Archive for the ‘Commentary’ Category

Three Takes on the OLC Torture Memos

April 21, 2009

Take One

Let’s do a thought experiment. Imagine an adversary of the United States has captured one of our soldiers. Imagine that our enemy keeps this soldier awake for over 48 hours “standing and . . . handcuffed, [with] the handcuffs . . . attached by a length of chain to the ceiling. The detainee’s hands are shackled in front of his body, so that the detainee has approximately a two- to three-foot diameter of movement. The detainee’s feet are shackled to a bolt in the floor.”

Imagine now that adversary captures one of our sailors. While in captivity, the sailor “is bound securely to an inclined bench, which is approximately four feet by seven feet. The individual’s feet are generally elevated. A cloth is placed over the forehead and eyes. Water is then applied to the cloth in a controlled manner. As this is done, the cloth is lowered until it covers both the nose and mouth. Once the cloth is saturated and completely covers the mouth and nose, air flow is slightly restricted for 20 to 40 seconds due to the presence of the cloth. This causes an increase in carbon dioxide level in the individual’s blood. This increase in the carbon dioxide level stimulates increased effort to breathe. This effort plus the cloth produces the perception of ‘suffocation and incipient panic,’ i.e., the perception of drowning.”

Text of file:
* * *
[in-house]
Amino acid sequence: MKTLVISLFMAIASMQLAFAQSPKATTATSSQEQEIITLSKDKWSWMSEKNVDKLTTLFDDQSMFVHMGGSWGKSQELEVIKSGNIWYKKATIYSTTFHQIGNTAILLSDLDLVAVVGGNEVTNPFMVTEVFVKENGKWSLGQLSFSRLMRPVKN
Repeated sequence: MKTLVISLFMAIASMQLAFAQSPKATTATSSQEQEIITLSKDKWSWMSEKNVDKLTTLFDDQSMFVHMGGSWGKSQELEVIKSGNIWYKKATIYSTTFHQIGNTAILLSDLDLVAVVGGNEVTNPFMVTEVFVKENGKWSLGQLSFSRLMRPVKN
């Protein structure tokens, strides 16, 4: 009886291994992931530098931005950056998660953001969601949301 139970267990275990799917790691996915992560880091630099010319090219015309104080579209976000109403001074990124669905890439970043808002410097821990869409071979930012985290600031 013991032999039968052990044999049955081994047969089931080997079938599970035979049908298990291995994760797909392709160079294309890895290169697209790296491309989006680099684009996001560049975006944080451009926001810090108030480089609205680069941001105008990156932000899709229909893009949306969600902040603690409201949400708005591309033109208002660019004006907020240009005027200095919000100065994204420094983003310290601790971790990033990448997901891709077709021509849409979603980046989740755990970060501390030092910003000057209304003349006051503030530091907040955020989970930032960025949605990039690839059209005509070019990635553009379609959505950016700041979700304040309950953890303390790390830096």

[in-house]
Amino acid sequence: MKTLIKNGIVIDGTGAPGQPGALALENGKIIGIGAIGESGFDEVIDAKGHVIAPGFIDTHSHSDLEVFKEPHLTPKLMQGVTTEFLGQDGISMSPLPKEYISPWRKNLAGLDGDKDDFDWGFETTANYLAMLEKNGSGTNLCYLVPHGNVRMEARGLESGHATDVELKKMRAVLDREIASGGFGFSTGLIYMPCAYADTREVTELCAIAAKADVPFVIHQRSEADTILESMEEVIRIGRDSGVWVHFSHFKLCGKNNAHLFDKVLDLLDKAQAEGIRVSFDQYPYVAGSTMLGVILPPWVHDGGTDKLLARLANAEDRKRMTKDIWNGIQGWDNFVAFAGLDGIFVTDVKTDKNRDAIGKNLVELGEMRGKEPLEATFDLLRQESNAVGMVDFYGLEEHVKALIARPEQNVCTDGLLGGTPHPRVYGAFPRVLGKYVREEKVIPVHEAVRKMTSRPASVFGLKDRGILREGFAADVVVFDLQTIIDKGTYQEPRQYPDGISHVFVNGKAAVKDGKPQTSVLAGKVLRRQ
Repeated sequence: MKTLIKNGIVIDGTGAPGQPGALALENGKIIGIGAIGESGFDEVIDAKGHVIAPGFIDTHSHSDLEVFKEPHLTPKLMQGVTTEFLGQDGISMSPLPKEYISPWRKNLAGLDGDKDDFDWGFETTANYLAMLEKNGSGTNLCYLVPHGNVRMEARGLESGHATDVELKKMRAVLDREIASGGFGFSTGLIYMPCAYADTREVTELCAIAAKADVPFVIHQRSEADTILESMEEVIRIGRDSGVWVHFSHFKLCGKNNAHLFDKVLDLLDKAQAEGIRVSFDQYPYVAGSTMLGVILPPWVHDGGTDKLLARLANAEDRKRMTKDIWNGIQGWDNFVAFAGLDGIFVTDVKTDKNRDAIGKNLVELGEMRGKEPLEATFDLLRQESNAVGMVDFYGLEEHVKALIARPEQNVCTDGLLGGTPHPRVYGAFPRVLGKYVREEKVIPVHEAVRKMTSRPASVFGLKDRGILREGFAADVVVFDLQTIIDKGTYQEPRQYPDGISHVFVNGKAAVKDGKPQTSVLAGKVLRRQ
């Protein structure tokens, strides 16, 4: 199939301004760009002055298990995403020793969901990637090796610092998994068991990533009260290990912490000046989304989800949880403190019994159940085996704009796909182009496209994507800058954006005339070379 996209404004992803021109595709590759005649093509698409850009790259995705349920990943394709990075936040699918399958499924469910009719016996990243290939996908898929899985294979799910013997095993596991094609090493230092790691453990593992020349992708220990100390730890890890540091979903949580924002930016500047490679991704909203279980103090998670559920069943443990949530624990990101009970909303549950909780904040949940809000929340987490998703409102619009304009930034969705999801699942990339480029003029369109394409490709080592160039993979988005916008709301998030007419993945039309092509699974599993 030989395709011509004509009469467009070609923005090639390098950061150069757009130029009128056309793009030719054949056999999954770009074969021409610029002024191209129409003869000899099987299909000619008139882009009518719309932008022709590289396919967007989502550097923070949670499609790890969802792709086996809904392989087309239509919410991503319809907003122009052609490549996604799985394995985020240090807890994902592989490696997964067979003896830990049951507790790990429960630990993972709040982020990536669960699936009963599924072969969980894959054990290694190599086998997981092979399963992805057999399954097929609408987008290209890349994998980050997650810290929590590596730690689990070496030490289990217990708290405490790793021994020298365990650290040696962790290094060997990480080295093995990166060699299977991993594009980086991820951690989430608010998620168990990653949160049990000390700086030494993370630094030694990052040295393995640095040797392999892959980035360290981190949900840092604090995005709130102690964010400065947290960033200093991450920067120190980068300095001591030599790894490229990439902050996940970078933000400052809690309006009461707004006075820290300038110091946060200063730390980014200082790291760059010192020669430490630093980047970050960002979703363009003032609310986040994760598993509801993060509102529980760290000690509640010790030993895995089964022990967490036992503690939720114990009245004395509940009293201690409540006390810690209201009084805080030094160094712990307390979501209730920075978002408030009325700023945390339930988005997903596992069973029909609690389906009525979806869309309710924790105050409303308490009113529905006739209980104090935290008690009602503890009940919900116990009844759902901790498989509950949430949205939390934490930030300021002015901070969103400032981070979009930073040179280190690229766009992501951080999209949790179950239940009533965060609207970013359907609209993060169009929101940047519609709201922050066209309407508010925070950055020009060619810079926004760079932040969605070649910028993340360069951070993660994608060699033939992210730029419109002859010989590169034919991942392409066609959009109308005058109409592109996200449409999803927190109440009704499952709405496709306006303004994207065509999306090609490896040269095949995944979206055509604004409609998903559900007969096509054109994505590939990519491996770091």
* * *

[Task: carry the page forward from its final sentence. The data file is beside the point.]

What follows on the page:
Here’s my question: Do you think these service people have been tortured? Did it take you more than a nanosecond to answer that question?

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More on Dawn Johnsen at OLC

April 21, 2009

Last week, I published a post describing the flaws in the arguments that Dawn Johnsen’s critics have deployed against her. The critics have persisted in holding to baseless positions. One of the chief arguments is that Johnsen’s criticism of the Bush Administration’s “Terrorist Surveillance Program” shows that she is a ruthless partisan who cannot be trusted with in office.
Paul Mirengoff follows this line of argument in a recent post. He claims that Johnsen was not within the bi-partisan mainstream in criticizing the legality of the Program, because what Republican opposition existed was only to the failure of the Administration to disclose the existence of the Program and not to the legality of the Program itself. That is not the case. The Program was criticized as legally unauthorized by leading conservatives, including but by no means limited to Bob Barr (here) and by Richard Epstein, William Sessions, and William Van Alstyne (here). The fact that Johnsen has also criticized the legality of the Program can hardly be taken as evidence that she is a partisan or takes a dangerously narrow view of presidential power. As I pointed out in my earlier post, she has expressly condemned liberals who would overreact to the excesses of the Bush Administration by restricting the proper scope of presidential power.